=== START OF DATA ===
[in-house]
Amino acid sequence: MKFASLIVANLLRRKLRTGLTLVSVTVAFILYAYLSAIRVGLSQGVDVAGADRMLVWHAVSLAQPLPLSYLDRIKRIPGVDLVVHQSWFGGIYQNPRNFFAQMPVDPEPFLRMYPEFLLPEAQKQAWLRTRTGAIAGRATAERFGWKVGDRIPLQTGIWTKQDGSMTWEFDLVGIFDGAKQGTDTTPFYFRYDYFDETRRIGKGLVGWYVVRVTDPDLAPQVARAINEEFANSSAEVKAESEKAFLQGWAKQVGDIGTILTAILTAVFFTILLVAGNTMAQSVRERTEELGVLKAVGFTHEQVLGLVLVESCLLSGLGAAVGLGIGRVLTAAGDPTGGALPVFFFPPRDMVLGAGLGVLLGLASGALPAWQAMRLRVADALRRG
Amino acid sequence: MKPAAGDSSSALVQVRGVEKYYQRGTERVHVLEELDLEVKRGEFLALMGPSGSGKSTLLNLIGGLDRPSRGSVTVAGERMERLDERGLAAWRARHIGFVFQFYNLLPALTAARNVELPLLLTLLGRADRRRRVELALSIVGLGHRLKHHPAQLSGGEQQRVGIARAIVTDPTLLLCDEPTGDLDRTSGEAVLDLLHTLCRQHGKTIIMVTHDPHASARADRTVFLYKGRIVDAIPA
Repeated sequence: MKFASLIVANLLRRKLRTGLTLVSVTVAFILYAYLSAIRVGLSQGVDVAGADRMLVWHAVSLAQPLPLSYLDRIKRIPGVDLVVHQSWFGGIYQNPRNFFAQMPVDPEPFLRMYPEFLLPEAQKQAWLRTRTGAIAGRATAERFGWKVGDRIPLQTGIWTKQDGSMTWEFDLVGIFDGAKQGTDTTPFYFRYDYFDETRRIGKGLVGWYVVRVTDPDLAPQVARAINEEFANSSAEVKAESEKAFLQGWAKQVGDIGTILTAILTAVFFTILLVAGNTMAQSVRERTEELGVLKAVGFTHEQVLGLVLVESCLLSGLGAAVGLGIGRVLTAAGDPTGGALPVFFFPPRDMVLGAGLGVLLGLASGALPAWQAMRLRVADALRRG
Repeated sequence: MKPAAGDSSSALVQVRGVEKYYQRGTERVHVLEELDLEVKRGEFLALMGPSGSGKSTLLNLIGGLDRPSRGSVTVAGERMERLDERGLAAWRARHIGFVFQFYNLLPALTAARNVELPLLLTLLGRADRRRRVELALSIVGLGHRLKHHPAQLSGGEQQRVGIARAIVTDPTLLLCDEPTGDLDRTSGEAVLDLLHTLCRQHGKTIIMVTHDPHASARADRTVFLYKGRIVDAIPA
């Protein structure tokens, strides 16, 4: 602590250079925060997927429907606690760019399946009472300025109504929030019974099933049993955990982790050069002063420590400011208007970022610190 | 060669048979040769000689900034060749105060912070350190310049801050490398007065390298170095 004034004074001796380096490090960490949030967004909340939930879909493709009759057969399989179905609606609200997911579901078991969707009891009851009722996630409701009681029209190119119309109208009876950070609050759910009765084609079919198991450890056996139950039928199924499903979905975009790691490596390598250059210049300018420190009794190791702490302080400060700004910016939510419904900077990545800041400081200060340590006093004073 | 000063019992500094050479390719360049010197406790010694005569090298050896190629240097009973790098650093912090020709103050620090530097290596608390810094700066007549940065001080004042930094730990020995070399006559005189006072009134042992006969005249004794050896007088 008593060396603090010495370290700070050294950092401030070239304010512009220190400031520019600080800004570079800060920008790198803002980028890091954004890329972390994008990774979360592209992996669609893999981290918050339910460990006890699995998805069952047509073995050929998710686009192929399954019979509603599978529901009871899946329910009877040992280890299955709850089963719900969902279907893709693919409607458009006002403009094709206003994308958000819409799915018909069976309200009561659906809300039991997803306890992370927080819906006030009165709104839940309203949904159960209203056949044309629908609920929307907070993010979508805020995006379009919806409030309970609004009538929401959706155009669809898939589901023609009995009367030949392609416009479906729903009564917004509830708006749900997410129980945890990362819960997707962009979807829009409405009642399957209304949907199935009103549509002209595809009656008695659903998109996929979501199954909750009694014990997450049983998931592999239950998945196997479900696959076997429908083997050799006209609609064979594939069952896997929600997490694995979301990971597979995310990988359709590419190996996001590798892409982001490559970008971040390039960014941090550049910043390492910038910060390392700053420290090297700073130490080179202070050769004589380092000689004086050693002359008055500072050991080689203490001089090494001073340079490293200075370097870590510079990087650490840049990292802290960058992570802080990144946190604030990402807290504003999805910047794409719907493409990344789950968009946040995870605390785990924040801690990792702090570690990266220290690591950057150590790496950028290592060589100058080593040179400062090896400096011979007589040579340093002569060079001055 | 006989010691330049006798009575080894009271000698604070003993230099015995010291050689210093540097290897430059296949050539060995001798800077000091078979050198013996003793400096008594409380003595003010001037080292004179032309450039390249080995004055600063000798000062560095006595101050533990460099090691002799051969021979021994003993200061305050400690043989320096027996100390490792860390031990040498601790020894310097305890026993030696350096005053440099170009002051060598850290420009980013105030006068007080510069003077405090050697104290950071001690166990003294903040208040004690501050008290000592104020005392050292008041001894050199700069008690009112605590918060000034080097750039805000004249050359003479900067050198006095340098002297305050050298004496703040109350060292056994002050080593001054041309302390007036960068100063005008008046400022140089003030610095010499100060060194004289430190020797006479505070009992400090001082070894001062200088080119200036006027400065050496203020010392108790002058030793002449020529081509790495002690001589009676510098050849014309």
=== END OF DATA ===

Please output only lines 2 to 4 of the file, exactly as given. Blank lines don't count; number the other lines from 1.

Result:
Amino acid sequence: MKFASLIVANLLRRKLRTGLTLVSVTVAFILYAYLSAIRVGLSQGVDVAGADRMLVWHAVSLAQPLPLSYLDRIKRIPGVDLVVHQSWFGGIYQNPRNFFAQMPVDPEPFLRMYPEFLLPEAQKQAWLRTRTGAIAGRATAERFGWKVGDRIPLQTGIWTKQDGSMTWEFDLVGIFDGAKQGTDTTPFYFRYDYFDETRRIGKGLVGWYVVRVTDPDLAPQVARAINEEFANSSAEVKAESEKAFLQGWAKQVGDIGTILTAILTAVFFTILLVAGNTMAQSVRERTEELGVLKAVGFTHEQVLGLVLVESCLLSGLGAAVGLGIGRVLTAAGDPTGGALPVFFFPPRDMVLGAGLGVLLGLASGALPAWQAMRLRVADALRRG
Amino acid sequence: MKPAAGDSSSALVQVRGVEKYYQRGTERVHVLEELDLEVKRGEFLALMGPSGSGKSTLLNLIGGLDRPSRGSVTVAGERMERLDERGLAAWRARHIGFVFQFYNLLPALTAARNVELPLLLTLLGRADRRRRVELALSIVGLGHRLKHHPAQLSGGEQQRVGIARAIVTDPTLLLCDEPTGDLDRTSGEAVLDLLHTLCRQHGKTIIMVTHDPHASARADRTVFLYKGRIVDAIPA
Repeated sequence: MKFASLIVANLLRRKLRTGLTLVSVTVAFILYAYLSAIRVGLSQGVDVAGADRMLVWHAVSLAQPLPLSYLDRIKRIPGVDLVVHQSWFGGIYQNPRNFFAQMPVDPEPFLRMYPEFLLPEAQKQAWLRTRTGAIAGRATAERFGWKVGDRIPLQTGIWTKQDGSMTWEFDLVGIFDGAKQGTDTTPFYFRYDYFDETRRIGKGLVGWYVVRVTDPDLAPQVARAINEEFANSSAEVKAESEKAFLQGWAKQVGDIGTILTAILTAVFFTILLVAGNTMAQSVRERTEELGVLKAVGFTHEQVLGLVLVESCLLSGLGAAVGLGIGRVLTAAGDPTGGALPVFFFPPRDMVLGAGLGVLLGLASGALPAWQAMRLRVADALRRG